5

I need to write a program that reads lines from a file on stdin and writes the lines to stdout with line numbers. I cannot use cat -n.

Let's say the text file had this:

 abcdef
 ghi

 klm
 nopqr st

It should basically read those lines and output those lines but with lines numbers.

This is the while read loop I have but it doesn't print out every line.

while read line
do
    awk '{print NR, $0}'

done < file

Basically what this output is this:

1 ghi
2 
3 klm
4 nopqr   st

For some reason the abcdef doesn't show up and number 2 isn't supposed to be blank.

9
  • 2
    You don't need the loop, Awk can handle this: awk '{print NR, $0}' file...
    – jasonwryan
    Commented Feb 27, 2016 at 7:08
  • yeah but one line is just blank Commented Feb 27, 2016 at 7:15
  • 3
    what's wrong with cat -n?
    – cas
    Commented Feb 27, 2016 at 7:17
  • forgot to mention the question said dont use "cat -n" Commented Feb 27, 2016 at 7:26
  • 1
    Is it homework? Commented Feb 27, 2016 at 10:39

4 Answers 4

8

Have you tried nl -b a <file_name>

debian@virt00:~/test$ nl -b a file
     1  abcdef
     2   ghi
     3
     4   klm
     5   nopqr st
debian@virt00:~/test$
  • nl stands for number line
  • -b flag for body numbering
  • 'a' for all lines.

for more information http://linux.die.net/man/1/nl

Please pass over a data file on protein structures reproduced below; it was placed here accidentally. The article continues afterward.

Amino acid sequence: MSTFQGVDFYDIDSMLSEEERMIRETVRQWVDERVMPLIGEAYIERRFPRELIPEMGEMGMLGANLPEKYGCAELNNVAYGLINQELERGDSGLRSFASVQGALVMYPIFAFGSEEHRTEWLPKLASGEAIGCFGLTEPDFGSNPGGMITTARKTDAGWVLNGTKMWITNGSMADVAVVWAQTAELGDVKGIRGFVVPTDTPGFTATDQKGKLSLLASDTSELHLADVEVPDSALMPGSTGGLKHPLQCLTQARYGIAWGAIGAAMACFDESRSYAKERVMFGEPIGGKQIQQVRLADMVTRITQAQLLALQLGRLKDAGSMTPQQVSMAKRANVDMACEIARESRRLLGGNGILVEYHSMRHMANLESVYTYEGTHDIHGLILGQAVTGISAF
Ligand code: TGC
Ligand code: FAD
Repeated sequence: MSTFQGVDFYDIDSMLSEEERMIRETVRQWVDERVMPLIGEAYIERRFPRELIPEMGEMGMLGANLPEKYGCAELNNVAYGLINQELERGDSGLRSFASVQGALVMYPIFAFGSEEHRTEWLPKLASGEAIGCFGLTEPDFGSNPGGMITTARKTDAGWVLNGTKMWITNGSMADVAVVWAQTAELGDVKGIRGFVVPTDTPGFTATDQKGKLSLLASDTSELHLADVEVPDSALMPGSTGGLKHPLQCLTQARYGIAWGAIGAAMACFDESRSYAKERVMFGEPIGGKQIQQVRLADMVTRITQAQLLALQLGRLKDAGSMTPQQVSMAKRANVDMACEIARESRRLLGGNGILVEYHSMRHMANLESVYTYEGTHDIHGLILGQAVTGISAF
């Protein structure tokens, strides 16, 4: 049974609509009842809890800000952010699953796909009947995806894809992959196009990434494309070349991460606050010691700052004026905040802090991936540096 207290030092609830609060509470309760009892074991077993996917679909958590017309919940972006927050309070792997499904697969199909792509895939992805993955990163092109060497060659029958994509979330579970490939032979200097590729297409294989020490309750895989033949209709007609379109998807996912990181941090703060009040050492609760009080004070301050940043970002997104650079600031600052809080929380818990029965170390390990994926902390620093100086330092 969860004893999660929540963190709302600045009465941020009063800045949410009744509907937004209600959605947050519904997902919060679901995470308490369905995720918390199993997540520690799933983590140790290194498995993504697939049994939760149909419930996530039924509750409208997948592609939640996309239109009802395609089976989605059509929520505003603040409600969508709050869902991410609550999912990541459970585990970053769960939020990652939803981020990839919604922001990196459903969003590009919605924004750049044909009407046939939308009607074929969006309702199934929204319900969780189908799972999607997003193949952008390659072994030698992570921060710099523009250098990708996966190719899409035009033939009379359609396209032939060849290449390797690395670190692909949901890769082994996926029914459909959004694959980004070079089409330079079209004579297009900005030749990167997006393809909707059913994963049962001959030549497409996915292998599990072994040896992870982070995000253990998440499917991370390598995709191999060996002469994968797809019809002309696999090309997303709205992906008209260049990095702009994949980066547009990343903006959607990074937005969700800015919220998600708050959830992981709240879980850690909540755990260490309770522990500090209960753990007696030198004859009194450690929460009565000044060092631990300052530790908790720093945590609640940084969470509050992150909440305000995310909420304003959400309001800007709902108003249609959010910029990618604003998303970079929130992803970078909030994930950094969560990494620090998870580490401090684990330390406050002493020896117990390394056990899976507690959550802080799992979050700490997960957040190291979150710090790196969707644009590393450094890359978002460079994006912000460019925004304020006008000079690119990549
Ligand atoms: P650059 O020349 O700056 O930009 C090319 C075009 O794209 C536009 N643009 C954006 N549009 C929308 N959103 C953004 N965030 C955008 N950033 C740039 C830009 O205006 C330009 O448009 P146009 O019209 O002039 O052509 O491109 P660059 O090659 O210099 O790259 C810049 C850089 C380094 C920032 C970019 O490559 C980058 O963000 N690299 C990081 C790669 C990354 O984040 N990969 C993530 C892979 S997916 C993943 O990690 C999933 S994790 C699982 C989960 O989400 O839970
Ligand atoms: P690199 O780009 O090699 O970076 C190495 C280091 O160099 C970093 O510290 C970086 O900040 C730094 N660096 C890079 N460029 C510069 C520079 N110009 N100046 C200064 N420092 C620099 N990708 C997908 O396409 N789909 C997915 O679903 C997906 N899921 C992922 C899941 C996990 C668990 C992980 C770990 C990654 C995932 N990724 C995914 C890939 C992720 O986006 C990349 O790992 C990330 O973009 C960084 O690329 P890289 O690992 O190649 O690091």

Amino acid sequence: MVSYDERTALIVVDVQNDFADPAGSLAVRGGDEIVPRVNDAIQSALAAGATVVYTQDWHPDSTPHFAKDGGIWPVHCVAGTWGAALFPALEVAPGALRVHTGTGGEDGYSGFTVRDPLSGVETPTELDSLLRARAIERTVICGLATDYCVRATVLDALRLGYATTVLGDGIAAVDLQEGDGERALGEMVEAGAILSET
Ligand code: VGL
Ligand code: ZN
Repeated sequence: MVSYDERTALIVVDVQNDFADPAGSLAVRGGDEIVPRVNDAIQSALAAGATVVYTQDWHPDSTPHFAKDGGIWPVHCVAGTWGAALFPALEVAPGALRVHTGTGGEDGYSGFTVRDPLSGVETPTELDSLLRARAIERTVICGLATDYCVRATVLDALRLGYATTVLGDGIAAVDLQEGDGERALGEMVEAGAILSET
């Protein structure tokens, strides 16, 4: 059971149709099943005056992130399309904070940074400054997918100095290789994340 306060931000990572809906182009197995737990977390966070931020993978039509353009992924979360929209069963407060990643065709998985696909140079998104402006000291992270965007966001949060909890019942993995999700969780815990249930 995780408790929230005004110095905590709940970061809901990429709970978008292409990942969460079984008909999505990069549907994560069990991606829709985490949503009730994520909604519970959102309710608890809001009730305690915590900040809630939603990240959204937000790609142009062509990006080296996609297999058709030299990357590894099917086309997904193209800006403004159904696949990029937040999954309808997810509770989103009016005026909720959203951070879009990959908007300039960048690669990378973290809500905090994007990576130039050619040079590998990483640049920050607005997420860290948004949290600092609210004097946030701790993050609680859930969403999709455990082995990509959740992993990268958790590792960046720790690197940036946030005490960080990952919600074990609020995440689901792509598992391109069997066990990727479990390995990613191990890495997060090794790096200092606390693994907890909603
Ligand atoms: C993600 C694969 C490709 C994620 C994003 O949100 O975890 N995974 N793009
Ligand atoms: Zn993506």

3

You may use "cat -n", flag "-n" is to add the numbers to the output lines of "cat".

5
  • Edited the main question, can't use "cat -n" Commented Feb 27, 2016 at 7:27
  • Then use '''( let n=0; while read line; do echo "$n $line"; let n++; done )'''
    – Andrew
    Commented Feb 27, 2016 at 7:33
  • @shawnedward if the reason not to used cat -n are the empy lines then delete them first sed "/^$/d" | cat -n Commented Feb 27, 2016 at 7:47
  • 1
    And also there is "-b" flag for "cat"...
    – Andrew
    Commented Feb 27, 2016 at 7:52
  • 1
    and last but not least cat -n | sed -e '/^[ \t0-9]*$/d' would include empty lines in numbering yet not print those lines (which would be a cat --number-all-only-show-nonblank of sorts) Commented Feb 27, 2016 at 8:07
3
awk '$0!=""{print NR, $0}' file

The $0 != "" means $0 not equal to empty. For those lines print line number and line.


That will produce this output:

1 abcdef
2 ghi
4 klm
5 nopqr st

with the old line numbers. If you need the output with the new line numbers:

awk '$0!=""{a++; print a, $0}' file

1 abcdef
2 ghi
3 klm
4 nopqr st

To explain how your script worked:

The line with read line will read the first line (you do not print it).
Then, you connect the file to awk and it process all the other lines.
Awk does not (by default) obviate empty lines, so the empty line is also printed.

There are many ways to solve this, the one above seems as simple as is possible.

4
  • Upvoted for explanation of what was wrong with OP's attempt.
    – John Auld
    Commented Feb 27, 2016 at 21:43
  • fyi, your awk example can be simplified to awk '!!$0{ print ++a,$0; }'
    – user14755
    Commented Feb 29, 2016 at 2:04
  • @DarkHeart Of course, you are right. Trying to be KISS. :-) ..... Of course, note that this also works: awk '$0{print ++a, $0}' file.
    – user79743
    Commented Feb 29, 2016 at 2:15
  • awk NF is the usual idiom for non-blank lines. Commented Dec 9, 2020 at 17:28
-1
#!/bin/bash

awk '!/^$/{print ++a, $0}' file

echo

awk '!!$0{print ++a, $0}' file

echo

awk '{if ($0 != "") print ++aa, $0}' file

echo

NR=0
while read -r
do
    [[ "${REPLY}" = "" ]] || echo $((++NR)) "${REPLY}"
done < file

echo

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